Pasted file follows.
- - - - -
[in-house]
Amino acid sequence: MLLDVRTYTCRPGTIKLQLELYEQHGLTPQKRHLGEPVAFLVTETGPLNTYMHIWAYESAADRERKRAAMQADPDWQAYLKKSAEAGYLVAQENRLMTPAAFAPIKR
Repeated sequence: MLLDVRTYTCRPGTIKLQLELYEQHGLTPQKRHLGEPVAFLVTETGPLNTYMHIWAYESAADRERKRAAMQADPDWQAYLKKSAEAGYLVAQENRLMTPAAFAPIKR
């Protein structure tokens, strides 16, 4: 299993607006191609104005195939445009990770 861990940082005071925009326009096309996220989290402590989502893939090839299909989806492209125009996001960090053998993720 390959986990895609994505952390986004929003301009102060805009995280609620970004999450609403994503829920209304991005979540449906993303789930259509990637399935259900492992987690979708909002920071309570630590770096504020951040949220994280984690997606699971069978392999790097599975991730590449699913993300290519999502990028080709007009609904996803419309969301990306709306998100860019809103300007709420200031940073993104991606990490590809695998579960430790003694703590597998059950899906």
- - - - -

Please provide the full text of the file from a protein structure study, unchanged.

[in-house]
Amino acid sequence: MLLDVRTYTCRPGTIKLQLELYEQHGLTPQKRHLGEPVAFLVTETGPLNTYMHIWAYESAADRERKRAAMQADPDWQAYLKKSAEAGYLVAQENRLMTPAAFAPIKR
Repeated sequence: MLLDVRTYTCRPGTIKLQLELYEQHGLTPQKRHLGEPVAFLVTETGPLNTYMHIWAYESAADRERKRAAMQADPDWQAYLKKSAEAGYLVAQENRLMTPAAFAPIKR
């Protein structure tokens, strides 16, 4: 299993607006191609104005195939445009990770 861990940082005071925009326009096309996220989290402590989502893939090839299909989806492209125009996001960090053998993720 390959986990895609994505952390986004929003301009102060805009995280609620970004999450609403994503829920209304991005979540449906993303789930259509990637399935259900492992987690979708909002920071309570630590770096504020951040949220994280984690997606699971069978392999790097599975991730590449699913993300290519999502990028080709007009609904996803419309969301990306709306998100860019809103300007709420200031940073993104991606990490590809695998579960430790003694703590597998059950899906």